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Queer Theory

 

Explanations > Critical Theory > Queer Theory

Description | Discussion | See also

 

Description

Gender and sexual preference are often assumed to be fixed and unchanging things. This is a paradigm that feminists and homosexual writers have taken as an unchallenged assumption as they seek to shift and establish fixed positions within the sexual spectra.

Queer Theory challenges this assumption, reframing sexuality as being socially constructed and hence varying with context. It is 'anti-essentialist' in rejecting an gender as being in a person's unchanging essence. Thus a person in a gay club may act and feel a lot more homosexual than when they are out with work friends.

Even at the biological level, there is not a strict male-female divide, for example with various combinations of X and Y chromosomes and varying genetic influences.

The construction of identity is influenced by a wide number of factors, from Lacan's notion of language and symbolic codes in the symbolic register to social pressures of conforming. Queer Theory simply adds gender and sexual preference to an already long list of variables.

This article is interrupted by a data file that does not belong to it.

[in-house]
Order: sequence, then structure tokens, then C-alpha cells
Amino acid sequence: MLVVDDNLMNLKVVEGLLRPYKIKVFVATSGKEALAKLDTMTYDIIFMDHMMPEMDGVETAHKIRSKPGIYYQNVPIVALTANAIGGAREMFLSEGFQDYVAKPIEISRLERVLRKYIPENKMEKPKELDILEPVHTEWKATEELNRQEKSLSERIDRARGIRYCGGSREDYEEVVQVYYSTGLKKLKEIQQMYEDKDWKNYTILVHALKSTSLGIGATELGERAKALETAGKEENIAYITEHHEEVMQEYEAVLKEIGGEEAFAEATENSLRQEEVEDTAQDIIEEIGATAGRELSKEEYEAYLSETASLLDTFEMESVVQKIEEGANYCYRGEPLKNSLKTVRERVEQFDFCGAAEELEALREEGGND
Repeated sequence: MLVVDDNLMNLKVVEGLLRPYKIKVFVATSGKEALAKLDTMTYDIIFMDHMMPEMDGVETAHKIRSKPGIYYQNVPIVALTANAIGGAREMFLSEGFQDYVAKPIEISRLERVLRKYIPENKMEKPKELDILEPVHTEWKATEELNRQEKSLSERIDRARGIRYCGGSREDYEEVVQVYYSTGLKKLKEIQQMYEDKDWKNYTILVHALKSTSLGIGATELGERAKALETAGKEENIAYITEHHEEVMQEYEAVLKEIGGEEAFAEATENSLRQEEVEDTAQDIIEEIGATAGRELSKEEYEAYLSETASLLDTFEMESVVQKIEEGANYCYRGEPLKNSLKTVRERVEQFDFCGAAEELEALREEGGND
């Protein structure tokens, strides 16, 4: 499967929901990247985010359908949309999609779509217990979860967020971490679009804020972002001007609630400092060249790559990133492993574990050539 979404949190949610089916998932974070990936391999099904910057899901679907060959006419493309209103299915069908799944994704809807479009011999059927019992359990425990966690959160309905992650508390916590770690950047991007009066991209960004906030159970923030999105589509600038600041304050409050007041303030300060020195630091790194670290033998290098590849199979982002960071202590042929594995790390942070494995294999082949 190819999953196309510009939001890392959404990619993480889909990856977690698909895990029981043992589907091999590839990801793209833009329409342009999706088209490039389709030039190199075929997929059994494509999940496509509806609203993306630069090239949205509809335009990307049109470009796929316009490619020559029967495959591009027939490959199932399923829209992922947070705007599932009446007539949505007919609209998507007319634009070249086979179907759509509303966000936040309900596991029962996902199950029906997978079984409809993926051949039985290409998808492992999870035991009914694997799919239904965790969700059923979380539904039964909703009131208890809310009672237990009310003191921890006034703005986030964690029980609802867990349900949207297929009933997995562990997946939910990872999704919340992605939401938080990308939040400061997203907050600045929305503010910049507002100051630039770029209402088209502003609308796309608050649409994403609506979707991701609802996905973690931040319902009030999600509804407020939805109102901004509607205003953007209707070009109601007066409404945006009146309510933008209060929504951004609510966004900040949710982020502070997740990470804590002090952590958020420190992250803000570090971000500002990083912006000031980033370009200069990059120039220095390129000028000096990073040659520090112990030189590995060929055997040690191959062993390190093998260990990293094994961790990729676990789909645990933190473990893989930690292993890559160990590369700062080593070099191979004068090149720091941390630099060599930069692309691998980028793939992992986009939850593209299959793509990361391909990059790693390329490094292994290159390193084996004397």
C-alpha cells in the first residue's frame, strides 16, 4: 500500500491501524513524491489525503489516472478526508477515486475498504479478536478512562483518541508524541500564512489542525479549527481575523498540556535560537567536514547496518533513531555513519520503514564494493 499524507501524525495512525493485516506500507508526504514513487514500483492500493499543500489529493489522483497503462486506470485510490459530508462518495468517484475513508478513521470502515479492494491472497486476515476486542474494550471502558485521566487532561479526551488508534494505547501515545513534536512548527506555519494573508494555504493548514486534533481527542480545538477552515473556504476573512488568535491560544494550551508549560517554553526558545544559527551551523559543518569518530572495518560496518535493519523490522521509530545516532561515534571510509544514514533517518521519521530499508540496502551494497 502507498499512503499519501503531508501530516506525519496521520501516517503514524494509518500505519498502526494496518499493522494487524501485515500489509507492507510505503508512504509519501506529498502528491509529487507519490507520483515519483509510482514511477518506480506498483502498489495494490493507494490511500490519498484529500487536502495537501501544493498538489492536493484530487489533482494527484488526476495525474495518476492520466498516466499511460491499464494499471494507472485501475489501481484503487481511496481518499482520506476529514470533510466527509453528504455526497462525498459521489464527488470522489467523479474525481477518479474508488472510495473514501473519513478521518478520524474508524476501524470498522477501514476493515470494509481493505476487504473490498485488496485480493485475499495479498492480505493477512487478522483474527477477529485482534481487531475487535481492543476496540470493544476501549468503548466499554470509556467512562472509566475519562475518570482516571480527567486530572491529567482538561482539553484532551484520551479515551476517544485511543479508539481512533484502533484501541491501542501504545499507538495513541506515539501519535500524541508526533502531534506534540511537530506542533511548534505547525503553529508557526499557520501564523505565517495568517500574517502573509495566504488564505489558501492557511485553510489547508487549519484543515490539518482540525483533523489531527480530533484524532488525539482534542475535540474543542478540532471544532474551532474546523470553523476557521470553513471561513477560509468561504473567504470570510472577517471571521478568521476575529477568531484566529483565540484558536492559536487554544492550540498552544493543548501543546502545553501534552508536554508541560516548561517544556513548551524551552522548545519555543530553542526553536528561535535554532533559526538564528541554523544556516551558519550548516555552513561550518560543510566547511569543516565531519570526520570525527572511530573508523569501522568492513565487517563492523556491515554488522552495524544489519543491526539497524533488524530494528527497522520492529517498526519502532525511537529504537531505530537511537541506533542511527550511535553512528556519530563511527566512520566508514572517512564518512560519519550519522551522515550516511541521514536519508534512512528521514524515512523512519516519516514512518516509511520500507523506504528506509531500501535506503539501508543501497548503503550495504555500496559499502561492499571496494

Discussion

Queer Theory originated in Judith Butler's 1990 book Gender Trouble and was first described with the term in Case (1971).The immediate effect of Queer Theory is to destabilize all other notions of gender and sexuality. Even various forms which are commonly seen as perversion may be framed as temporary destinations.

Butler was influenced by Michel Foucault, who argued that homosexuality was a subject position within culture, rather than a personality type per se. He argued that this position developed within 19th century psychological sciences.

Queer Theory bumps into the 'nature vs. nurture' debate. Critics point to the relatively fixed aspects of genetics, whilst queer theorists focus on interactions with others. As with many young fields, there are subdivisions within the school of thought and different theorists have their own viewpoint that often conflicts with others.

See also

Butler, J. (1990). Gender Trouble, Routledge

Case, S-E. (1991). Tracking the Vampire, Differences: a Journal of Feminist Cultural Studies, 3: 2, p 1-20

Foucault, M. (1978) The History of Sexuality Vol. I: An Introduction, Harmondsworth: Penguin

 

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